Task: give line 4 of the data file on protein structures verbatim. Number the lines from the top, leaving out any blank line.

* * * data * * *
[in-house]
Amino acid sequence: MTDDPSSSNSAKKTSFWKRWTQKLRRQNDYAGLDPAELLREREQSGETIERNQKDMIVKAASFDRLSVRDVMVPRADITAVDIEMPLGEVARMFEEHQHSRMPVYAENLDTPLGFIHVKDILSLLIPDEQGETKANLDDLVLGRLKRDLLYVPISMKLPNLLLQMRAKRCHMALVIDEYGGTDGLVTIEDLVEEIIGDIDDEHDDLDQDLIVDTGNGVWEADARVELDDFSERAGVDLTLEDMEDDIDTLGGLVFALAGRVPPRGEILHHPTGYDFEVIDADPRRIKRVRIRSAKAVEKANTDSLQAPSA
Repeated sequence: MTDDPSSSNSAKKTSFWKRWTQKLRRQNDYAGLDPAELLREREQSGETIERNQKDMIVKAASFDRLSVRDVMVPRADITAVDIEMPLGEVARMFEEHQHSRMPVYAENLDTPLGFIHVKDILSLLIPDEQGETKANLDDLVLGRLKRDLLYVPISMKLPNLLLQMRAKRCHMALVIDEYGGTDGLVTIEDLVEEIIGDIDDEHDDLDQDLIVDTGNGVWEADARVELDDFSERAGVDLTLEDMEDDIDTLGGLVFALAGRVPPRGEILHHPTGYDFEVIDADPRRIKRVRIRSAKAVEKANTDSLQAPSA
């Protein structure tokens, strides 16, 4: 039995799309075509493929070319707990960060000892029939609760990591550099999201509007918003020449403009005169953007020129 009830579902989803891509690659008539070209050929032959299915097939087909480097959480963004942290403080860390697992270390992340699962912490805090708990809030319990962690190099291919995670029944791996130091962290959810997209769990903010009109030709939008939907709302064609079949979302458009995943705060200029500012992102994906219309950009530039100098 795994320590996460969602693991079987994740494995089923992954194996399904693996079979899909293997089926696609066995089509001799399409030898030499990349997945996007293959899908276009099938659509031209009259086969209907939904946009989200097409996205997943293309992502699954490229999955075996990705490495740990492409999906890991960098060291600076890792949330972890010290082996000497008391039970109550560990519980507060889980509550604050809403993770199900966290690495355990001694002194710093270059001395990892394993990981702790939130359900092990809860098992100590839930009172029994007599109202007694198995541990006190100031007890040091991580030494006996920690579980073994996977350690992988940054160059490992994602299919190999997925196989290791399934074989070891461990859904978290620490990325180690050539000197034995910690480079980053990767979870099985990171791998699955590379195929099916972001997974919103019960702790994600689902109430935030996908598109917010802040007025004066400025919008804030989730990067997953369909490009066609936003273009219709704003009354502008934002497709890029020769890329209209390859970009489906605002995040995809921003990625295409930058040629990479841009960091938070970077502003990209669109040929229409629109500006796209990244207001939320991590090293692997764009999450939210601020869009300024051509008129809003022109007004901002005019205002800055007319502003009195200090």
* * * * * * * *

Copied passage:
């Protein structure tokens, strides 16, 4: 039995799309075509493929070319707990960060000892029939609760990591550099999201509007918003020449403009005169953007020129 009830579902989803891509690659008539070209050929032959299915097939087909480097959480963004942290403080860390697992270390992340699962912490805090708990809030319990962690190099291919995670029944791996130091962290959810997209769990903010009109030709939008939907709302064609079949979302458009995943705060200029500012992102994906219309950009530039100098 795994320590996460969602693991079987994740494995089923992954194996399904693996079979899909293997089926696609066995089509001799399409030898030499990349997945996007293959899908276009099938659509031209009259086969209907939904946009989200097409996205997943293309992502699954490229999955075996990705490495740990492409999906890991960098060291600076890792949330972890010290082996000497008391039970109550560990519980507060889980509550604050809403993770199900966290690495355990001694002194710093270059001395990892394993990981702790939130359900092990809860098992100590839930009172029994007599109202007694198995541990006190100031007890040091991580030494006996920690579980073994996977350690992988940054160059490992994602299919190999997925196989290791399934074989070891461990859904978290620490990325180690050539000197034995910690480079980053990767979870099985990171791998699955590379195929099916972001997974919103019960702790994600689902109430935030996908598109917010802040007025004066400025919008804030989730990067997953369909490009066609936003273009219709704003009354502008934002497709890029020769890329209209390859970009489906605002995040995809921003990625295409930058040629990479841009960091938070970077502003990209669109040929229409629109500006796209990244207001939320991590090293692997764009999450939210601020869009300024051509008129809003022109007004901002005019205002800055007319502003009195200090």